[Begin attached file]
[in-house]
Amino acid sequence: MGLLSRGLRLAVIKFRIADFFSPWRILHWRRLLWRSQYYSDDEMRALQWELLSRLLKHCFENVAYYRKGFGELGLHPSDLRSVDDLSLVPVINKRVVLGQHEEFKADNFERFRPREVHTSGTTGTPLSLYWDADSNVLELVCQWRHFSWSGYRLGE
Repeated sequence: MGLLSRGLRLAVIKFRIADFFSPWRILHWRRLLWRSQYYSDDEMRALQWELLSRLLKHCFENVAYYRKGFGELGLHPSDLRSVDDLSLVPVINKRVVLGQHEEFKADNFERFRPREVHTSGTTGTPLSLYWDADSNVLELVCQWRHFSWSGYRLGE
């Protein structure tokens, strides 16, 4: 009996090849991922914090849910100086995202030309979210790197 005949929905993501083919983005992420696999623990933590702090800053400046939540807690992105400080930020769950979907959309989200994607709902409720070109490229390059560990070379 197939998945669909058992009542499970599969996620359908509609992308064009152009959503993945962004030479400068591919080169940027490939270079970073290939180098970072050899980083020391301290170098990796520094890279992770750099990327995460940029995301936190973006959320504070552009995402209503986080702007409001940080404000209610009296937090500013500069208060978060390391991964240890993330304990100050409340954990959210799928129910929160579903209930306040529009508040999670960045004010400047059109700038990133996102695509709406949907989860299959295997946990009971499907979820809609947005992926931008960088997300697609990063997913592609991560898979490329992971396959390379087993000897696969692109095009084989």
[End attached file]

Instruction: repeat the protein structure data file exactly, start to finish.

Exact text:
[in-house]
Amino acid sequence: MGLLSRGLRLAVIKFRIADFFSPWRILHWRRLLWRSQYYSDDEMRALQWELLSRLLKHCFENVAYYRKGFGELGLHPSDLRSVDDLSLVPVINKRVVLGQHEEFKADNFERFRPREVHTSGTTGTPLSLYWDADSNVLELVCQWRHFSWSGYRLGE
Repeated sequence: MGLLSRGLRLAVIKFRIADFFSPWRILHWRRLLWRSQYYSDDEMRALQWELLSRLLKHCFENVAYYRKGFGELGLHPSDLRSVDDLSLVPVINKRVVLGQHEEFKADNFERFRPREVHTSGTTGTPLSLYWDADSNVLELVCQWRHFSWSGYRLGE
């Protein structure tokens, strides 16, 4: 009996090849991922914090849910100086995202030309979210790197 005949929905993501083919983005992420696999623990933590702090800053400046939540807690992105400080930020769950979907959309989200994607709902409720070109490229390059560990070379 197939998945669909058992009542499970599969996620359908509609992308064009152009959503993945962004030479400068591919080169940027490939270079970073290939180098970072050899980083020391301290170098990796520094890279992770750099990327995460940029995301936190973006959320504070552009995402209503986080702007409001940080404000209610009296937090500013500069208060978060390391991964240890993330304990100050409340954990959210799928129910929160579903209930306040529009508040999670960045004010400047059109700038990133996102695509709406949907989860299959295997946990009971499907979820809609947005992926931008960088997300697609990063997913592609991560898979490329992971396959390379087993000897696969692109095009084989």